Does the United Kingdom Have Enough Money for Its Carriers and Their Escorts?

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February 8, 2020 Topic: Economics Region: Europe Blog Brand: The Buzz Tags: Royal NavyNavyMilitaryTechnologyEUNATO

Does the United Kingdom Have Enough Money for Its Carriers and Their Escorts?

There's trouble afoot lads.

Key point: London wants to have it all, but it may not have the funds to maintain its navy. In fact, the cost of its carriers will make it harder to build other ships or acquire for jet fighters.

 

The Royal Navy in late 2019 announced the composition of its first-ever aircraft carrier battle group. And it’s both good and bad news for the storied fleet.

Good news because the Royal Navy just barely should be able to generate all the ships and planes it need to deploy an entirely British battle group.

Bad news because frequent deployments with the same mix of ships clearly is unsustainable as the Royal Navy shrinks, the inevitable result of decades of declining budgets.

HMS Queen Elizabeth, the lead vessel in a two-ship class of conventionally-fueled carriers, is slated to deploy for the first time in 2021. Fleet officials told reporters the flattop will sail with two Type 45 destroyers including HMS Dragon, two Type 23 frigates including HMS Northumberland, a nuclear-powered attack submarine, the tanker RFA Tideforce and fleet stores ship RFA Fort Victoria.

Queen Elizabeth’s air wing for the deployment, which could take the carrier group through the Mediterranean Sea to the Persian Gulf en route to the Pacific Ocean, will include 24 F-35B stealth jump jets, including U.S. Marine Corps aircraft, in addition to helicopters.

That’s a lot of combat power. But it stretches the U.K. armed forces’ capacity. The Royal Navy possesses just six destroyers, 13 frigates and six attack submarines. But usually more than half of those vessels at any given time are in shipyards for repairs or refits.

In deploying with four destroyers and frigates plus a submarine, Queen Elizabeth will leave the United Kingdom with just a handful of surface warships and potentially one attack submarine for other taskings.

Likewise, the flattop’s air wing during that first deployment could require every single deployable British F-35. It’s not for no reason that fleet officials have stressed the U.S. Marine Corps’ willingness to contribute jump jets to the deployment.

“We are constrained by the F-35 buy-rate even though that was accelerated in [the strategic defense review] in 2015, so initial operating capability numbers in 2020 are going to be very modest indeed,” said Capt. Jerry Kyd, Queen Elizabeth’s former skipper. The Royal Air Force was able to generate just seven F-35s for trials aboard the carrier in late 2019.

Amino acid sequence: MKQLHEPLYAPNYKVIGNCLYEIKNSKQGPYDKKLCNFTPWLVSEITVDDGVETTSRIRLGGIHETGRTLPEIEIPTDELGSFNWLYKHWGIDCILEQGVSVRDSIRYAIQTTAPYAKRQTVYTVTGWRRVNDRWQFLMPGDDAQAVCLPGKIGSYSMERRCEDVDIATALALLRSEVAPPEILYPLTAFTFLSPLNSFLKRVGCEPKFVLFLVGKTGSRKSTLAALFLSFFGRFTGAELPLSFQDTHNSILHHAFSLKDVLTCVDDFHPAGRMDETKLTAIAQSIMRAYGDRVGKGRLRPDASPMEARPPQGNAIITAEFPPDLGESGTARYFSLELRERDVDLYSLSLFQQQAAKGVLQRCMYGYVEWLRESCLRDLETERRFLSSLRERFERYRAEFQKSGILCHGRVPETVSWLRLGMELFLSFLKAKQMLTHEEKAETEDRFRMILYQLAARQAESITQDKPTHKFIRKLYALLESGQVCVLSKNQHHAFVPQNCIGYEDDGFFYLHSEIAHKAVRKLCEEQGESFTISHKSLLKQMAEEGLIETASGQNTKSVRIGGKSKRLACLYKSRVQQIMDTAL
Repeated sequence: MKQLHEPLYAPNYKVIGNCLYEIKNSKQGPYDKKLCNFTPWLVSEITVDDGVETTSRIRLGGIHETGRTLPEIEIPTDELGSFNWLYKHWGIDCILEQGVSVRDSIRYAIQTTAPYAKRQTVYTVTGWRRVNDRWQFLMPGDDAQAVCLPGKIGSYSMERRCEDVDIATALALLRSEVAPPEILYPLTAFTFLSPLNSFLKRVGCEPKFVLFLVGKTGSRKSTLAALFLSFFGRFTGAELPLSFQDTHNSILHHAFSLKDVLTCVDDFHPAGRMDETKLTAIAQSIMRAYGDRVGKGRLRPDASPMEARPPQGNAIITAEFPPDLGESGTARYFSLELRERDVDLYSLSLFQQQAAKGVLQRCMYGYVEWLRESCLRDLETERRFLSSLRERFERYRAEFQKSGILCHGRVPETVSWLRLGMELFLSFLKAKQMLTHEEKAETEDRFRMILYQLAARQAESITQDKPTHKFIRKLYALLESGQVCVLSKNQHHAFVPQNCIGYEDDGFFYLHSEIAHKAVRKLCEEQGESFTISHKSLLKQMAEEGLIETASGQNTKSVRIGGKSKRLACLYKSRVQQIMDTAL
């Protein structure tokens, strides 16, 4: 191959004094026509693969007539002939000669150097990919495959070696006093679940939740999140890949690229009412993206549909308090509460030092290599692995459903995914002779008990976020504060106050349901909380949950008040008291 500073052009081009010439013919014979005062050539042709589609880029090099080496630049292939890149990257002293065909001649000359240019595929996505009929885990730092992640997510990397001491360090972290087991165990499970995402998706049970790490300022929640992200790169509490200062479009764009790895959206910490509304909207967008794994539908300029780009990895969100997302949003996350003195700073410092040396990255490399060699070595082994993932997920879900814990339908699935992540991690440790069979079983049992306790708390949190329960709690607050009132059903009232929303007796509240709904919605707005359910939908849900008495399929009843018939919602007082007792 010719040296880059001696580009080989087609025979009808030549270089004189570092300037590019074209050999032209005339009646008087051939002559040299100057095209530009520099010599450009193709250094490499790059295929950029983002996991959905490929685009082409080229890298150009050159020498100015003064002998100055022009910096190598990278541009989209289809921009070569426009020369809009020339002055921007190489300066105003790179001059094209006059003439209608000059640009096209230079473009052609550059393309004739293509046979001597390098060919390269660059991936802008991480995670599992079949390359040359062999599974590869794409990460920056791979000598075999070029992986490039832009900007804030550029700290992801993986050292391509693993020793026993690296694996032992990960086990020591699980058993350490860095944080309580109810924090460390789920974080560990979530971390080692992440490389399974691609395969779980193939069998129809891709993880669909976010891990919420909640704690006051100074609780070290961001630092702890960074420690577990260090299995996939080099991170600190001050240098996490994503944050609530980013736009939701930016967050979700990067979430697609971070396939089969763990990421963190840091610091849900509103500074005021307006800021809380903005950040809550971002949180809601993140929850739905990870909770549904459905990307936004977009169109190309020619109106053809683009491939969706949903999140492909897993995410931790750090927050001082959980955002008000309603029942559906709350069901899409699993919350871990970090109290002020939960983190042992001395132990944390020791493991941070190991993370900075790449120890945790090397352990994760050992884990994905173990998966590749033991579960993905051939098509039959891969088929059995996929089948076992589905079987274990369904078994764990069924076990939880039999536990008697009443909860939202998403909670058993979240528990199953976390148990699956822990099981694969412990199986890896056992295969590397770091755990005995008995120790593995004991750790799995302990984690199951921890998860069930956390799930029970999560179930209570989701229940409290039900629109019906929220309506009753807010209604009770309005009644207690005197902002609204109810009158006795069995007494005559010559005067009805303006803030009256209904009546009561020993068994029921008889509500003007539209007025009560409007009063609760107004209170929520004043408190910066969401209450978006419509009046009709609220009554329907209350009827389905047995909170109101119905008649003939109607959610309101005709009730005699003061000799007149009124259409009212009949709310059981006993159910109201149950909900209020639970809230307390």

“We will flesh it out with helicopters, and a lot depends on how many USMC F-35s come on our first deployment in 2021,” Kyd said. “But by 2023, we are committed to 24 U.K. jets on board, and after that it’s too far away to say.”

Defense secretary Ben Wallace acknowledged the strain the 2021 carrier cruise will place on the armed forces. “It is definitely our intention, though, that the carrier strike group will be able to be a wholly U.K. sovereign deployable group.”

Bowing to reality, however, Wallace left open the possibility of shrinking the escort force in future carrier deployments or, as an alternative, inviting NATO allies to contribute ships to British carrier groups. “Depending on the deployment, of course, we will cut our cloth as required.”

“We are already engaged with international partners to understand how we will integrate an Arleigh Burke destroyer from the U.S. or a Dutch destroyer into that package,” Air Marshal Richard Knighton said.

Still, the heavy demand carriers place on escorts is driving fundamental change in the way the Royal Navy tasks its ships.

The fleet’s current deployment model, for the most part, sends out single warships on solo patrols, each at their own pace. With two new aircraft carriers slated to begin deploying over the next two years, the U.K. fleet must figure out how to deploy, as a cohesive force, large numbers of warships comprising a carrier battle group.

If the reorganization succeeds, the Royal Navy will evolve from a thinly but widely spread force to one that deploys to fewer places at a time, but does so in greater concentration. The Royal Navy would become what Tony Radakin, the new first sea lord, called “a proper, carrier task group navy.”

“The whole pattern of the fleet will have to change so that a group of escort vessels and support ships are all brought to readiness together to deploy with the aircraft carriers,” the website Save the Royal Navy noted. “Changing the rhythm of deployments to this new model, while still retaining the flexibility for ships to operate independently, perhaps detaching to and from the carrier group, will be a complicated balancing act.”

David Axe serves as Defense Editor of the National Interest. He is the author of the graphic novels  War FixWar Is Boring and Machete Squad. This first appeared in January 2020.

Image: Reuters